Cognitive impairment due to Alzheimer’s disease, and memory loss that occurs simply as we grow older, seem to stem from deficiencies in different areas of the hippocampus. Now, research published in the August 28 Science Translational Medicine identifies a molecule responsible for slowing “normal aging” in particular. It is the histone-binding protein RbAp48. Brain levels of this protein appear to drop with age, and researchers at Columbia University Medical Center, New York, showed they could boost cognition in old mice, or induce deficits in young mice, by dialing expression of RbAp48 up or down in the brain, respectively. The findings could pave the way for developing better diagnostics and interventions for age-related memory decline, said Scott Small, who co-led the study with Columbia colleague Eric Kandel.
In postmortem human brain, AD pathology ravages the entorhinal cortex and spares the dentate gyrus of the hippocampus (Braak et al., 2006; Gómez-Isla et al., 1996; Thal et al., 2002), whereas Small’s functional magnetic resonance imaging (fMRI) research suggests the opposite pattern of neuronal dysfunction in normal aging (see ARF related news story; see also Small et al., 2002 and Small et al., 2004). To date, there was no molecular support for the idea that AD and age-related memory loss target different hippocampal regions.
In search of molecular differences, first author Elias Pavlopoulos and colleagues used microarrays to identify genes that might rise or fall with age in the dentate gyrus—the brain region most heavily implicated in normal aging—but not in the entorhinal cortex. They collected tissue from disease-free postmortem brains of eight people who had died between the ages of 33 to 88. First the researchers normalized expression of dentate gyrus genes to that in entorhinal cortex, then they correlated the normalized transcripts with the person’s age. The analysis yielded 17 hits—eight genes whose expression was higher in older dentate gyrus, and nine whose expression was lower.
The transcriptional regulator RbAp48, a gene in the latter group, showed the most robust age-related loss in expression. RbAp48 promotes expression of other genes by interacting with c-AMP response element binding protein (CREB) proteins to encourage histone acetylation (Zhang et al., 2000), which is critical to maintain cognitive function (see ARF related news story). In a separate set of 10 postmortem brains from normal controls ranging in age from 41 to 89 years, RbAp48 mRNA and protein levels were lower in dentate gyrus, but not entorhinal cortex or other hippocampal areas of older people, confirming the microarray data.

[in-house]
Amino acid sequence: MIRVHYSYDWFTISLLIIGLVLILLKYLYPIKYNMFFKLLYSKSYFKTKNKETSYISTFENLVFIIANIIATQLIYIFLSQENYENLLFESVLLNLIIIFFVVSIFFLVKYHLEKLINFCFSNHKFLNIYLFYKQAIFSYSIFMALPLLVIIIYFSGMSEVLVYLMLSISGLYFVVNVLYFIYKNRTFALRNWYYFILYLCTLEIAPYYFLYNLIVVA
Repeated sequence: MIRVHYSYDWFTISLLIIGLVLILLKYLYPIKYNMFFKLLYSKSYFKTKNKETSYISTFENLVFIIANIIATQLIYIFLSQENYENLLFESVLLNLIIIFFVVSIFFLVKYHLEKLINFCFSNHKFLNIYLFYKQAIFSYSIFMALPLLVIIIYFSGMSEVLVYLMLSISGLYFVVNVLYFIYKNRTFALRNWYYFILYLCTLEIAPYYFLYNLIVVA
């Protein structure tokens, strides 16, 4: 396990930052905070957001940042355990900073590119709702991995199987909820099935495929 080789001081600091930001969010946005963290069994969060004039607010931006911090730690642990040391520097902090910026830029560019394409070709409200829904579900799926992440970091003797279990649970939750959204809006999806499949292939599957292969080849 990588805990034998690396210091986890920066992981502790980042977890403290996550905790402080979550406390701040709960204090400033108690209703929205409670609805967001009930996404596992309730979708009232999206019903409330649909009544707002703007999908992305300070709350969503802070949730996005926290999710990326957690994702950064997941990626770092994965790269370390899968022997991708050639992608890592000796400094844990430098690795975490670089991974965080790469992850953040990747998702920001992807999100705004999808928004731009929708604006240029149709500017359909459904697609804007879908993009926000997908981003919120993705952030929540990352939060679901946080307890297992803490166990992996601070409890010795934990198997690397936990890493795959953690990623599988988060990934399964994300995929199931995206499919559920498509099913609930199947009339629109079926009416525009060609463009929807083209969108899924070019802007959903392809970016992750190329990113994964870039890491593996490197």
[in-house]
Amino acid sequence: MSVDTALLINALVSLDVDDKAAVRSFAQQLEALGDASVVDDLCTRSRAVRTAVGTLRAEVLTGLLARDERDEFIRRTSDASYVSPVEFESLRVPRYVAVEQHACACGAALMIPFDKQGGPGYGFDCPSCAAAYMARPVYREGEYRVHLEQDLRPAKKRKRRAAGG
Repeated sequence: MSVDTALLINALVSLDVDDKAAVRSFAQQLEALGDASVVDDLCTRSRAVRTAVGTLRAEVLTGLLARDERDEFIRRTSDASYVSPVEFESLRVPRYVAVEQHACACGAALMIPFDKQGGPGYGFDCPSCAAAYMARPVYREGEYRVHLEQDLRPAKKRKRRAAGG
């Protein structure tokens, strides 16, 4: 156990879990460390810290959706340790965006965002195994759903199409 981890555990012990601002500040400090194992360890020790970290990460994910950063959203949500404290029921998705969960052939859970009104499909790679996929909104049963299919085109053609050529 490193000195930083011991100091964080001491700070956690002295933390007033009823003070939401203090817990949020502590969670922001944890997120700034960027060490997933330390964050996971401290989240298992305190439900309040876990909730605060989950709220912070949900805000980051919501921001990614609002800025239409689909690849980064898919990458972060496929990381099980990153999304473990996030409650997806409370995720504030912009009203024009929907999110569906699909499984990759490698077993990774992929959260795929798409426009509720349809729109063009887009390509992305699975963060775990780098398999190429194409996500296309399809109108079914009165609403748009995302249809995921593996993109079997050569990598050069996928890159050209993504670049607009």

To determine if RbAp48 changes affect cognition, Pavlopoulos and colleagues generated mice expressing an inducible dominant-negative RbAp48 (RbAp48-DN) in the forebrain. Feeding the animals doxycycline inhibited RbAp48-DN expression, whereas switching to doxycycline-free chow allowed it. “We asked if we could inhibit RbAp48 function in a young mouse and make it look cognitively like an old mouse,” Small told Alzforum. The answer was yes, the scientists report.
In novel object recognition and spatial memory tests, 3.5-month-old RbAp48-DN mice—in which RbAp48 was expressed from birth but turned off for a 40-day period before testing—performed as poorly as 15-month-old wild-type animals. The young RbAp48-DN mice showed fMRI abnormalities in the dentate gyrus, as well as reduced acetylation of histone H4, which has been linked to age-dependent memory loss (see ARF related news story). These changes did not appear in other hippocampal regions. In the converse experiment, old mice performed like young after lentiviruses boosted their RbAp48 levels in the dentate gyrus by 67 percent (see image below).
Upregulating RbAp48 (yellow) in the dentate gyrus of old mice restores their memory back to that of young mice. Image credit: Elias Pavlopoulos, Columbia University Medical Center
Steve Haggarty of Massachusetts General Hospital, Boston, considers the study “a tour de force effort” integrating functional genomics with mouse analyses to pinpoint a molecule that appears to play a role in age-dependent memory loss (see comment below). The findings add to growing evidence linking epigenetic modifications to memory loss in normal aging and neurodegenerative disease. Loss of the transcriptional regulator could suppress histone acetylation, much as an overly exuberant histone deacetylase might. HDAC2 has been shown to suppress memory in mice (see ARF related news story), and selectively inhibiting this gene restores cognition in an AD mouse model (see ARF related news story). Scientists have identified small molecules that inhibit HDAC activity (see Fass et al., 2013; ARF conference story), and EnVivo Pharmaceuticals of Watertown, Massachusetts, has moved a brain-penetrant HDAC inhibitor through Phase 1 (see company news release).
To what extent the HDAC2 pathway associated with memory loss in AD mice dovetails with the RbAp48 mechanism implicated in normal aging remains unclear. The pathways overlap “insofar as both RbAp48 and HDAC2 affect CREB/CBP-mediated gene expression and likely other forms of chromatin-mediated neuroplasticity,” Haggarty notes. However, “whether RbAp48 interacts with the HDAC2 complex in the context of the hippocampus remains to be understood,” he wrote.—Esther Landhuis